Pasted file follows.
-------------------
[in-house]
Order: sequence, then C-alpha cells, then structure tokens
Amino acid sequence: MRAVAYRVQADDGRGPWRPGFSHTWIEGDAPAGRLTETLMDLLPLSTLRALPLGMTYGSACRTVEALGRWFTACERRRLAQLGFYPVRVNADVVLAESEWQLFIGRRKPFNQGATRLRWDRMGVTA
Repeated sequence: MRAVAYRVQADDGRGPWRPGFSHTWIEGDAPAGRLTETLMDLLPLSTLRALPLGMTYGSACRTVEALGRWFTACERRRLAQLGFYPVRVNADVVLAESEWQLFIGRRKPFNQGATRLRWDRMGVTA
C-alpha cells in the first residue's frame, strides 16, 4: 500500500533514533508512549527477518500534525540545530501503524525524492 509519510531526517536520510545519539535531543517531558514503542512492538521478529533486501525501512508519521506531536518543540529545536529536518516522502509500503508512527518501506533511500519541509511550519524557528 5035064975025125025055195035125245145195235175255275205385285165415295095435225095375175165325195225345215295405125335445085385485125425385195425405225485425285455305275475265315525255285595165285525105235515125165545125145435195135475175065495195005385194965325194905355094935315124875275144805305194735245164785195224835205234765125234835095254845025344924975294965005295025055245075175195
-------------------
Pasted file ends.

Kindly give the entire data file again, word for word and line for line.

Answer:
[in-house]
Order: sequence, then C-alpha cells, then structure tokens
Amino acid sequence: MRAVAYRVQADDGRGPWRPGFSHTWIEGDAPAGRLTETLMDLLPLSTLRALPLGMTYGSACRTVEALGRWFTACERRRLAQLGFYPVRVNADVVLAESEWQLFIGRRKPFNQGATRLRWDRMGVTA
Repeated sequence: MRAVAYRVQADDGRGPWRPGFSHTWIEGDAPAGRLTETLMDLLPLSTLRALPLGMTYGSACRTVEALGRWFTACERRRLAQLGFYPVRVNADVVLAESEWQLFIGRRKPFNQGATRLRWDRMGVTA
C-alpha cells in the first residue's frame, strides 16, 4: 500500500533514533508512549527477518500534525540545530501503524525524492 509519510531526517536520510545519539535531543517531558514503542512492538521478529533486501525501512508519521506531536518543540529545536529536518516522502509500503508512527518501506533511500519541509511550519524557528 5035064975025125025055195035125245145195235175255275205385285165415295095435225095375175165325195225345215295405125335445085385485125425385195425405225485425285455305275475265315525255285595165285525105235515125165545125145435195135475175065495195005385194965325194905355094935315124875275144805305194735245164785195224835205234765125234835095254845025344924975294965005295025055245075175195